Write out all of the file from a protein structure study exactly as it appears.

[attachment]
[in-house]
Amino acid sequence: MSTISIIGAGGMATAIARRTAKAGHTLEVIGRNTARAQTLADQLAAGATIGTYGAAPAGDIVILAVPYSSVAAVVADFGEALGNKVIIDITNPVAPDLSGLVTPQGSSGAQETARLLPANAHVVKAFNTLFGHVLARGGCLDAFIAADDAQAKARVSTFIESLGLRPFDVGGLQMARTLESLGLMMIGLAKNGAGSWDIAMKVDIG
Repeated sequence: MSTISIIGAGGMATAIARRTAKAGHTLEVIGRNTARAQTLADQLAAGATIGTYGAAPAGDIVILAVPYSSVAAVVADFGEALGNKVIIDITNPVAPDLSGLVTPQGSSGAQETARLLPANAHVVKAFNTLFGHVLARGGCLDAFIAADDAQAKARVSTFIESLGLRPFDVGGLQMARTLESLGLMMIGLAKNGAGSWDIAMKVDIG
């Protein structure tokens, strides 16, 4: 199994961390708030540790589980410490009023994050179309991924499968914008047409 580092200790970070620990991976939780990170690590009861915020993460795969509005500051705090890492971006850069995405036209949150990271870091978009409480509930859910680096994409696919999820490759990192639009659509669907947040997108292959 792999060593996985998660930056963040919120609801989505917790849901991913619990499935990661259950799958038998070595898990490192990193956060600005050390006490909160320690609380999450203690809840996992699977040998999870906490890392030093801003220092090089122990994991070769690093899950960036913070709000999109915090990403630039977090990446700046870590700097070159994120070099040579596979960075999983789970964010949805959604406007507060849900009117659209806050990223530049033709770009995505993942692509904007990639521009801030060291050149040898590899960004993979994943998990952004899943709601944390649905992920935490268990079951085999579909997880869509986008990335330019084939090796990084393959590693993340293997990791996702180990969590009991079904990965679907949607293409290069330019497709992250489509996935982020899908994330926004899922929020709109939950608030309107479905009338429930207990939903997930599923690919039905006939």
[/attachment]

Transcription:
[in-house]
Amino acid sequence: MSTISIIGAGGMATAIARRTAKAGHTLEVIGRNTARAQTLADQLAAGATIGTYGAAPAGDIVILAVPYSSVAAVVADFGEALGNKVIIDITNPVAPDLSGLVTPQGSSGAQETARLLPANAHVVKAFNTLFGHVLARGGCLDAFIAADDAQAKARVSTFIESLGLRPFDVGGLQMARTLESLGLMMIGLAKNGAGSWDIAMKVDIG
Repeated sequence: MSTISIIGAGGMATAIARRTAKAGHTLEVIGRNTARAQTLADQLAAGATIGTYGAAPAGDIVILAVPYSSVAAVVADFGEALGNKVIIDITNPVAPDLSGLVTPQGSSGAQETARLLPANAHVVKAFNTLFGHVLARGGCLDAFIAADDAQAKARVSTFIESLGLRPFDVGGLQMARTLESLGLMMIGLAKNGAGSWDIAMKVDIG
């Protein structure tokens, strides 16, 4: 199994961390708030540790589980410490009023994050179309991924499968914008047409 580092200790970070620990991976939780990170690590009861915020993460795969509005500051705090890492971006850069995405036209949150990271870091978009409480509930859910680096994409696919999820490759990192639009659509669907947040997108292959 792999060593996985998660930056963040919120609801989505917790849901991913619990499935990661259950799958038998070595898990490192990193956060600005050390006490909160320690609380999450203690809840996992699977040998999870906490890392030093801003220092090089122990994991070769690093899950960036913070709000999109915090990403630039977090990446700046870590700097070159994120070099040579596979960075999983789970964010949805959604406007507060849900009117659209806050990223530049033709770009995505993942692509904007990639521009801030060291050149040898590899960004993979994943998990952004899943709601944390649905992920935490268990079951085999579909997880869509986008990335330019084939090796990084393959590693993340293997990791996702180990969590009991079904990965679907949607293409290069330019497709992250489509996935982020899908994330926004899922929020709109939950608030309107479905009338429930207990939903997930599923690919039905006939």